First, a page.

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Warm winter may bring pest-filled spring
Question of the Day
HARTFORD, Conn. — The mild winter that has given many Northern farmers a break from shoveling and a welcome chance to catch up on maintenance could lead to a tough spring as many pests that would normally freeze have not.
Winters are usually what one agriculture specialist calls a “reset button” that gives farmer a fresh start come planting season. But with relatively mild temperatures and little snow, insects are surviving, growing and, in some areas, already munching on budding plants.
Almost every state had a warmer-than-usual January, according to the National Oceanic and Atmospheric Administration. In Albany, N.Y., for example, the average high in January was 37 degrees, when it’s usually less than freezing, according to the National Weather Service. In Tulsa, Okla., the average high last month was about 57 degrees, 9 degrees higher than normal.
The Upper Midwest, Great Plains and a few other areas were “much above normal” in temperature, NOAA said.
Dawn Allen, who has an 89-year-old, family-run bog in Freetown, Mass., said her family will likely start sweeping bogs with a contraption similar to a butterfly net in April to catch winter moth caterpillars, instead of waiting until mid-May, when they typically start. The winter moth caterpillars are aggressive and eat buds, potentially ruining a crop for a whole year.
“It’s a big stress factor that gets us out on the bog early,” said Allen, whose farm sells cranberries for juice and pulp converted into cranberry vitamins.
Martha Sylvia, a research technician at the University of Massachusetts cranberry station, said growers should expect to start spraying earlier and more often because there’s “definitely an upswing” in winter moths, she said.
“We just know we’re in for it,” Sylvia said.
Tim Tucker, a beekeeper in Niotaze, Kan., said he saw flies in February when “all flies should be gone” and bumble bees that usually don’t appear until May or June. The warm weather hasn’t been entirely good for beekeeping, though. Usually, queen bees won’t lay eggs in the cold, but this year, his hives have been active.
“This year, we have some hives that raised bees all winter,” Tucker said. “I don’t think they ever stopped.”
Because so many bees are being raised, Tucker has had to buy supplemental food, such as sucrose, so they don’t eat all the honey he wants to sell.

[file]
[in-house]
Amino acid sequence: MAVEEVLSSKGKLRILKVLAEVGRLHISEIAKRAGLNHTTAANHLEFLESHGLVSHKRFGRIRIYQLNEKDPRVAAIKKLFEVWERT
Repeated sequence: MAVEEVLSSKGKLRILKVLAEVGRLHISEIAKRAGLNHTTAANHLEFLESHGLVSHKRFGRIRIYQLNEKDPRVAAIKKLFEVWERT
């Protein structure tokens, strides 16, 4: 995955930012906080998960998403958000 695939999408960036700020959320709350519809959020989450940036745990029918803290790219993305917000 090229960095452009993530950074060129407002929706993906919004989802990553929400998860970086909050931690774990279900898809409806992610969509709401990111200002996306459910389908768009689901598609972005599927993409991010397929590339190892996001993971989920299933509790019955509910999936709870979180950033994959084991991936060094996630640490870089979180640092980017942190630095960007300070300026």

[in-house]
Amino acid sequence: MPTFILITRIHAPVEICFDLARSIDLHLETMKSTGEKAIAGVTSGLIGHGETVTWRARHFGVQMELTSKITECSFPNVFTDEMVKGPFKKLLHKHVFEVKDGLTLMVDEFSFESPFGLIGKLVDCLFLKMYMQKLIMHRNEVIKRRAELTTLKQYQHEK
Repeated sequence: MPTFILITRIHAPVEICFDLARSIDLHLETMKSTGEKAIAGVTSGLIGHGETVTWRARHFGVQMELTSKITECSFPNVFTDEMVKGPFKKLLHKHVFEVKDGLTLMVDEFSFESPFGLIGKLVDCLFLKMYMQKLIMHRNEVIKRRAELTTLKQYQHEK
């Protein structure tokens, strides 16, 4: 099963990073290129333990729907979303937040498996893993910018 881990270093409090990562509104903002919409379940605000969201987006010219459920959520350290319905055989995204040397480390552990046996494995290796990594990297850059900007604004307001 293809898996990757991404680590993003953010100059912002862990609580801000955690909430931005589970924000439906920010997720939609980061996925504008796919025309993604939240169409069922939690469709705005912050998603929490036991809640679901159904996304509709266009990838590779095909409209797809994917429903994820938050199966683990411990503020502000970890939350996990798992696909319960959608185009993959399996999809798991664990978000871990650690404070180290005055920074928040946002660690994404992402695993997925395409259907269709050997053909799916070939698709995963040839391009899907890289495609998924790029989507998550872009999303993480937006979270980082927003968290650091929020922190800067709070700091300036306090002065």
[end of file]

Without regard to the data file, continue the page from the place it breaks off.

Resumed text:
While bees are good for pollination, many of the insects that are surviving have a destructive bent, such as the bean leaf beetle that targets soybeans, corn flea beetle that damages corn, and the alfalfa weevil. Those insects live close to the surface of the ground so the mild temperatures give them a head start, said Christian Krupke, a Purdue University entomologist.
“Winter is like a big reset button for the Midwest,” Krupke said. “It wipes out lots of insects usually.”
However, the warmer temperatures generally don’t affect insects that spend their winters burrowed deep into the ground, he said. And some insects may be threatened by a lack of snow.
Erin Hodgson, an entomologist at Iowa State University, said a drought there due to a lack of snow could threaten boxelder bugs and beetles, who will die if food fails to emerge. And insects that pass the winter in dormancy above ground could die of dehydration or starvation without the insulating cover of snow, she said.
“Making predictions about overall insects surviving or not can be kind of tricky,” Hodgson said.
But the warmer weather hasn’t been all bad, said Henry Talmage, executive director of the Connecticut Farm Bureau. He compared this winter with last year, when southern New England endured back-to-back snow storms and an ice storm. In early February 2011, farmers in Connecticut lost nearly 150 barns and other structures as feet of snow accumulated. Those in Massachusetts and upstate New York also struggled with roof collapses.
This year, farmers were able to spend the winter working outside, maintaining equipment and buildings, Talmage said.
“Instead of shoveling snow, farmers can do something more productive,” Talmage said. “Nobody is complaining. We’re all happy at this point it’s been as mild as it has been.”
By Matt Kibbe
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